A private session with a psychologist in Croatia, according to sources from the Croatian Psychiatric Association, costs a prohibitive €50. This puts Croatia among the countries whose citizens have to brave the highest prices to pay for such help – over 13 times the minimum wage. It is true that Romanians have to spend two and a half days of earnings to pay for a psychologist. In France, on the other hand, the figure is less than one day, as shown by the EDJN.
The feelings of Mirela from Zagreb, who has suffered from anxiety disorders for the last six years, are similar to Leonida’s.
“I have had symptoms before – after the terrorist attack in Paris. I could no longer control it, I needed help. As I lived in Poland at the time, I had a private psychiatrist who spoke English. He transcribed my notes for me. When I returned to Zagreb, I was assigned to a psychiatrist at KBC Zagreb and I stayed with her for two or three months”, recounts Mirela. She attempted to get off medication but was not successful, despite the psychiatrist’s supervision and advice.
“When I take medication, anxiety is banished from my day. I tried to function without it, but that meant waking up with anxiety and going to bed with anxiety,” says Mirela.
For the last three months she has been going to psychotherapy, which she pays for herself. She is satisfied with her psychiatrist, but no psychological or psychotherapeutic help is offered to her within the public system.
“My goal is definitely to stop taking antidepressants. Although I had the support of a psychiatrist, I did not manage it the first time. I feel that I need to work on old traumas “, she says.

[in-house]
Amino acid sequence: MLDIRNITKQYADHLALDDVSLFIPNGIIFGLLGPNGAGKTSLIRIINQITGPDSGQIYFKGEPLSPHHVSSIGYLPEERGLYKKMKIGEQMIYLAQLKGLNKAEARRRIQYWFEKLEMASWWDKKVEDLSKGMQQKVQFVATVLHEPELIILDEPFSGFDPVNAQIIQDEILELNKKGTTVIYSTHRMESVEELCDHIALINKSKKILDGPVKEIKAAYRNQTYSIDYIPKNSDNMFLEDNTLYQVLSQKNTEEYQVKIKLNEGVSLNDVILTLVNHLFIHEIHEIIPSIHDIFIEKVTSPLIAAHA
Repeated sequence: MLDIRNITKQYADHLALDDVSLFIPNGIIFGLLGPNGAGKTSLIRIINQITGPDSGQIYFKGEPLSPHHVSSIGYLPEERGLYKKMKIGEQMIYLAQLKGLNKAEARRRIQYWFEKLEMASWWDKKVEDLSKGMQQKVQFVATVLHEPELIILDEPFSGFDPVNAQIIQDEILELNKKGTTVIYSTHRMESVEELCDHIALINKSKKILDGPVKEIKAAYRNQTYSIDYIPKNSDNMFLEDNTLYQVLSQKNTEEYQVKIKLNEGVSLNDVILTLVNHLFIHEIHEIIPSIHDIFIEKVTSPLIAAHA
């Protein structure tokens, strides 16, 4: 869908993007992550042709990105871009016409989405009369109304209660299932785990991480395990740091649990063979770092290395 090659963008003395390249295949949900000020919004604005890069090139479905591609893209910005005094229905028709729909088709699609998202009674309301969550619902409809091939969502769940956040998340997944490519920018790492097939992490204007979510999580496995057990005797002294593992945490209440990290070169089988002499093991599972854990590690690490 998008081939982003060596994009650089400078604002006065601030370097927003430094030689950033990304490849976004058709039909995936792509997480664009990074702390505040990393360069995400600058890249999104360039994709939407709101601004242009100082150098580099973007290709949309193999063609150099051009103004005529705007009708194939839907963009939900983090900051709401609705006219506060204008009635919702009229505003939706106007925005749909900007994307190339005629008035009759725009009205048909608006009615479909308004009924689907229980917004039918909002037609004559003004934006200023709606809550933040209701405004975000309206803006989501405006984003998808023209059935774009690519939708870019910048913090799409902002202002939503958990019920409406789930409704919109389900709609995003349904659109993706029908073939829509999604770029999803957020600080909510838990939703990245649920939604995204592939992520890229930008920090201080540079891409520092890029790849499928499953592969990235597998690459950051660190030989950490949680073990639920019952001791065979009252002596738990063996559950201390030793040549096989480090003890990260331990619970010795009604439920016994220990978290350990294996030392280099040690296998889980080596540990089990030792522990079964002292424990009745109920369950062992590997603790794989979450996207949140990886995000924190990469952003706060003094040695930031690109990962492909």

Only two years ago, Croatia began drafting a law on psychotherapy. It underwent changes earlier this year. According to the Croatian Chamber of Psychotherapists, the latest version of the law is difficult to implement and discriminatory. For example, it does not respect European directives that recognize that psychotherapy and psychology are separate fields.
The effects of the pandemic will be seen in the years to come as the statistics are released. However, the pandemic has brought one positive development at least: mental-health problems are being talked about more in public.
Leonida Kifer is aware of the stigma that depression still carries and it was this stigma that prompted her to speak publicly about her experiences.
“In smaller communities, the topic is a huge taboo. I also know cases where people with depression are hiding. Their families practically don’t talk about them, as if those people don’t exist. It’s not right for me to talk about a broken leg when a broken soul is hiding – as if it were monstrous to have any illness that is purely psychological,” says Kifer
As she writes about her experiences on social networks, she has also received comments that she will not be able to get a job if she speaks publicly about depression. But today she is employed in the private sector and supported by her colleagues.
“What is crucial is to have a supportive environment. The support of the people I work with, and have worked with, is especially meaningful to me. “One fights depression with the help of others, not alone,” Kifer concludes.
Croatia’s health ministry says that psychotherapeutic services are provided by doctors specialising in psychiatry and psychotherapy, and also by psychologists who have completed a specialist postgraduate study in clinical psychology. Psychotherapy is provided by hospitals as part of their psychiatric service.
According to the ministry, the waiting time for a psychologist or psychiatrist is an average of 32 days. In major hospitals the average is 5 days, but the longest (KBC Zagreb) is 26 days for the “Psychology – First Examination” service and 29 days for the “Psychiatrist – Individual Psychotherapy” service. In second-tier hospitals, the average waiting time is 30 days, although in Pula the first vacancy for treatment is 65 days. In third-tier hospitals, the average wait is 45 days, with the longest being the National Memorial Hospital in Vukovar, at 156 days.
And of course, an initial examination does not guarantee that a proper course of treatment will follow.